Today is officially the worst day of someone’s life. They received the phone call that anyone who’s ever loved another human being lives in terror of receiving.

Or no one received that call.

Being human is hard.

It’s the hardest thing I’ll ever do. And I am so lucky that I don’t have to do it alone.

I got to hug my son today. When I woke up this morning I had no idea that would be the case. I didn’t know he’d be at my synagogue this morning with his mom and stepdad and little brother.

But there he was.

And seeing him made so many thoughts and mental fluctuations float away. He does that to me. He stops me dead in my tracks like that.

And I’m so lucky to have him. To have him to love like that.

Someone got that call today. That worst day of your life call. I hope.

To think that there might not have been anyone for the callers to call is so much worse.

And so I’m hoping.

I’m actually hoping that today is the worst day of someone’s life. Because being human is too hard to have to try alone day to day.

Because we aren’t alone, of course. None of us is. But it’s easy to forget that. It’s easy to fail to hear the זמרת יה. The Divine Song.

How much harder must it be on the worst day of someone’s life?

So here I am. On a train.

Thinking about the week of silence ahead of me.

And hoping.

Hoping that maybe that silence will help someone hear that they don’t have to believe they’re doing this alone.

Maybe me.

We’re moving now. The conductor says it will be slow going.

But we’re moving.

What’s Happened So Far.

I’ve been given an assignment; I need to write a spiritual autobiography.

I’ve decided to share this outline with you .

I probably won’t share the completed one with you. Sorry.

Here’s what’s happened so far:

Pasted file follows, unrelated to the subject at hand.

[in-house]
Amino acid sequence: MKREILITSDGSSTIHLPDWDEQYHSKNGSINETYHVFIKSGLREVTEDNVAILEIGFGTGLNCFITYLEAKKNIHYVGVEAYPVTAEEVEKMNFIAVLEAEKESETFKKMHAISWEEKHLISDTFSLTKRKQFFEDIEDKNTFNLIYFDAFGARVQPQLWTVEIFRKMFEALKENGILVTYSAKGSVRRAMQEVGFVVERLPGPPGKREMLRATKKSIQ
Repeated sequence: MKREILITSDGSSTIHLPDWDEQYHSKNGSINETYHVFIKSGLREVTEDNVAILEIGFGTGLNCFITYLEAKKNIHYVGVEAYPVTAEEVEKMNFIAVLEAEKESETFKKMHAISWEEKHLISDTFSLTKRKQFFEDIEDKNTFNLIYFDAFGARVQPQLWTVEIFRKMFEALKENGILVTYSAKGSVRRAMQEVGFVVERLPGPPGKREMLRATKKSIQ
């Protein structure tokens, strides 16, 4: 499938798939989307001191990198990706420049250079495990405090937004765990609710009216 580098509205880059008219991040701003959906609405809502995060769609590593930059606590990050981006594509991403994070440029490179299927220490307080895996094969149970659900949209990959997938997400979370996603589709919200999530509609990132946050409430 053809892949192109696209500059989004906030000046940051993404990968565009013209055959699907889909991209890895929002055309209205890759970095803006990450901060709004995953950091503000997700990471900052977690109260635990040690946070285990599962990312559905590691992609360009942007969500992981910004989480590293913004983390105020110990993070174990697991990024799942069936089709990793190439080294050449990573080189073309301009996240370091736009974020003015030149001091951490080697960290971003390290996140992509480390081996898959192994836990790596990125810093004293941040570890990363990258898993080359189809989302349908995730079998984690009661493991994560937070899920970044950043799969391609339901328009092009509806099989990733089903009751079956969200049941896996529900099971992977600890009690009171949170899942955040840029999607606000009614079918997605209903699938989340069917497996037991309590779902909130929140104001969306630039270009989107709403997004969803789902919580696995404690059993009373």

It all started with the people.

With the visit from The Rabbi to my house when I was three; I fled in stark terror and hid in my room.

Then Sunday school and “God is One” and the bronze doors on the ark in the sanctuary and trips to the choir loft.

With camp and laughter and boats and swims across the lake and Cat Stevens songs around campfires. With my best friend, whose house was filled with Jewish art and whose parents actually sang whole prayers at Shabbat dinner.

And then it moved to the unplanned-for Bar Mitzvah I demanded.

And confirmation, and studying Buber and Heschel with the rabbi and my friends in his office. To college and helping to take the entire Hillel budget and spend it on a colloquium about peace between Palestinians and Israelis.

To disappointment and anger and running very far away. To a gentle tap on my shoulder and the clear message: “I am still here.”

Then to studying Mishna in my professor’s office. To Israel. To the huppah. To sandwiches and beer and text study in Philadelphia. To youth programming in Baltimore. To Israel again. To blessing my son Friday nights before he was born:

 היה אשר תהיה והיה ברוך באשר תהיה
“Be who you will be, and be blessed in who you will be.”

Then to a bris and another blessing: